The profiles of many academic staff can be found on the University’s departmental websites and give a detailed insight into the range of staffing and expertise. The precise staffing for a course will depend on the department(s) involved and the availability and management of staff. This is subject to change annually and is confirmed in the timetable issued at the start of the course.
Occasionally, teaching may be supplemented by suitably qualified part-time staff (usually qualified researchers) and specialist guest lecturers. In these cases, all staff are inducted, mostly through our staff development programme ‘First Steps to Teaching’. In some cases, usually for provision in one of our out-centres, Recognised University Teachers are involved, supported by the University in suitable professional development for teaching.
Figures correct for academic year 2019-2020.
Here is a guide to the subjects studied on this course.
Courses are continually reviewed to take advantage of new teaching approaches and developments in research, industry and the professions. Please be aware that modules may change for your year of entry. The exact modules available and their order may vary depending on course updates, staff availability, timetabling and student demand. Please contact the course team for the most up to date module list.
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The NICPLD Foundation Programme incorporates competencies from the Royal Pharmaceutical Society (RPS) Foundation Pharmacy Framework (FPF), and builds on the NICPLD Hospital Vocational Training (VT) Programme which was implemented in Northern Ireland in 2008.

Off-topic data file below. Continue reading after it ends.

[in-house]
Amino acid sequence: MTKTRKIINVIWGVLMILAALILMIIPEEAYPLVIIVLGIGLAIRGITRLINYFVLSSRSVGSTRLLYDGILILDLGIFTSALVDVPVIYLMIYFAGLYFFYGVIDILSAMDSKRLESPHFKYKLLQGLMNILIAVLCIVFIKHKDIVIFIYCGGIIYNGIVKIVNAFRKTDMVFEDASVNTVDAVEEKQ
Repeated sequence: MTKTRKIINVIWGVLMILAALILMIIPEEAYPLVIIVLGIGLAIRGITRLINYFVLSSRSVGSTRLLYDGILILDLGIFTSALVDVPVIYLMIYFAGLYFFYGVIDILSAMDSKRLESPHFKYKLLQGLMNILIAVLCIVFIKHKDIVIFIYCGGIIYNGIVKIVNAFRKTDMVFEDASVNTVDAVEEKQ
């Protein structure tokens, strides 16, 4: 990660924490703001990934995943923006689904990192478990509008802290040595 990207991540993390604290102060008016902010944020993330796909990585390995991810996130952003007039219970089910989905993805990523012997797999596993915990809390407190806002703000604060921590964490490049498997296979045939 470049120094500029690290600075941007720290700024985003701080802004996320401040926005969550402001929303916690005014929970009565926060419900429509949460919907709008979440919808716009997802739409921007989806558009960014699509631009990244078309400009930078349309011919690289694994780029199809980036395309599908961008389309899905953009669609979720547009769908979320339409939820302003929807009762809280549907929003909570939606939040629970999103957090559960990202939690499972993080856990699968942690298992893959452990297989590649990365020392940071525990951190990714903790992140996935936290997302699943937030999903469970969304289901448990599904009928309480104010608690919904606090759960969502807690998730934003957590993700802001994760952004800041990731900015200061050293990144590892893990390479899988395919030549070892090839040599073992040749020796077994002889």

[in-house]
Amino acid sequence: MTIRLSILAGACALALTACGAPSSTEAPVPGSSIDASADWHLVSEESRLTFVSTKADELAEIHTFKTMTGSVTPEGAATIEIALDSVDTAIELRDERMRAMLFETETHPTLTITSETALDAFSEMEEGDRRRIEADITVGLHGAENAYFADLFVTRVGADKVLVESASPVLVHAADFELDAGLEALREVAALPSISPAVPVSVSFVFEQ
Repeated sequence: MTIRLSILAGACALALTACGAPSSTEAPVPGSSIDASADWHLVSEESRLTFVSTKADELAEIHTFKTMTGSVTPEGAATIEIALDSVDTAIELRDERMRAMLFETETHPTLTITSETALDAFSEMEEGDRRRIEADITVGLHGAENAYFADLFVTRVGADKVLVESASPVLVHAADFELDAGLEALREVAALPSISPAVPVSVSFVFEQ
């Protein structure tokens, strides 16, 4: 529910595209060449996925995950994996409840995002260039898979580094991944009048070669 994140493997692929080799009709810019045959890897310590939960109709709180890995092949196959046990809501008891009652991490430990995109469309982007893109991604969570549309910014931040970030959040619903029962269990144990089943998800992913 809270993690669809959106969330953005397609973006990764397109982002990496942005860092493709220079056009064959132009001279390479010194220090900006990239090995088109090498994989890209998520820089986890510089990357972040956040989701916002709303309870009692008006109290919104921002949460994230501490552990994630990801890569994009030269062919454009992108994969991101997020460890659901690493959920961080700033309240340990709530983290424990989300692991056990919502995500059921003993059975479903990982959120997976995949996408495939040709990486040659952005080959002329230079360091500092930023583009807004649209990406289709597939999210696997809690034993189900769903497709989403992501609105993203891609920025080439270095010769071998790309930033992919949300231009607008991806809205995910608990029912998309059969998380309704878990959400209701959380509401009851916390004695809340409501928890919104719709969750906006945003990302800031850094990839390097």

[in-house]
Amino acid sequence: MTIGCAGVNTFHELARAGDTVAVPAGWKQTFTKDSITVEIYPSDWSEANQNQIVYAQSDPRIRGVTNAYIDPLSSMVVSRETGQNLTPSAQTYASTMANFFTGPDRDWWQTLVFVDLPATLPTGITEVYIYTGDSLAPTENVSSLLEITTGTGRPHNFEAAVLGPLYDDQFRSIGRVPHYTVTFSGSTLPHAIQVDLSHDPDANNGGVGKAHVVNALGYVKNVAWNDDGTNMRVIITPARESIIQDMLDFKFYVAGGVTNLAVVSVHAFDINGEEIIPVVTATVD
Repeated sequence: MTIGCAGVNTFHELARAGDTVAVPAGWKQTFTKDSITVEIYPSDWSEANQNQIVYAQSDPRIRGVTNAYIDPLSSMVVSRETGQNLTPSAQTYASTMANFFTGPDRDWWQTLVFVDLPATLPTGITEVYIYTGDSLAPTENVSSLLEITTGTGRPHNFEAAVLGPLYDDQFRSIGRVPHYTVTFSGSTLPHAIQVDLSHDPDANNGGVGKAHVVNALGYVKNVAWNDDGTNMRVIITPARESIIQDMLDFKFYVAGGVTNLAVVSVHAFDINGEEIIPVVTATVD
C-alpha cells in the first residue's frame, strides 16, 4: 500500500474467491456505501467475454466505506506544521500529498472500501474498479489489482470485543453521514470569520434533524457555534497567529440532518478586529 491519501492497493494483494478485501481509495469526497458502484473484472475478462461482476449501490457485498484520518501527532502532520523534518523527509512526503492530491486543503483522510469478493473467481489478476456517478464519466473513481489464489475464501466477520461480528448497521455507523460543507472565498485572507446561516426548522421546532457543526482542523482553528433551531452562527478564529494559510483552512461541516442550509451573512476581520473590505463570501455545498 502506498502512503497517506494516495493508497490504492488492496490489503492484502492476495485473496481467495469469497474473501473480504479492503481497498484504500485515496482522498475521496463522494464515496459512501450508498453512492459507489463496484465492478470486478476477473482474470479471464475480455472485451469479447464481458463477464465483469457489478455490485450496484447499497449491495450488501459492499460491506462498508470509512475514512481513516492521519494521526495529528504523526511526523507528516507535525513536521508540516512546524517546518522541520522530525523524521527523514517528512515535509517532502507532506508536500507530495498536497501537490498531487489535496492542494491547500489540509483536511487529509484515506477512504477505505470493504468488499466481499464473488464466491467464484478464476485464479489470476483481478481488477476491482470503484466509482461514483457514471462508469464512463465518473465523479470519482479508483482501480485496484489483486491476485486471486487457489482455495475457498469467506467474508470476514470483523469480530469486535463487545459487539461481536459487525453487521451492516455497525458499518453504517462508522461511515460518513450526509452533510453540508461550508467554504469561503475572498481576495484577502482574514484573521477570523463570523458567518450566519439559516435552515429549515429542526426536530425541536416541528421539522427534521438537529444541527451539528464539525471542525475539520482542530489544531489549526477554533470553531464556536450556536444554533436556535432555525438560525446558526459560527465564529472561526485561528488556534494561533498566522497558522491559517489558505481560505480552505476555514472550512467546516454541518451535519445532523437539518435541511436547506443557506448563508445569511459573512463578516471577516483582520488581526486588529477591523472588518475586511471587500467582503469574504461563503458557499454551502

This module provides the necessary pharmacological knowledge within the context of the underpinning pathophysiology that will enable the healthcare professional to prescribe safely, appropriately, and effectively within a collaborative health care team. It will be offered through a blended combination of e-learning, taught components and threaded discussion with supported group work. Assessment is by a combination of coursework and a synoptic examination.
This module will prepare pharmacists to undertake an active role in non-medical prescribing within their specified area of practice. The Royal Pharmaceutical Society prescribing competency framework facilitates this module highlighting the importance of taking a holistic and patient centred approach to prescribing and the importance of working within a team, giving cognisance to the importance of wider systems within healthcare.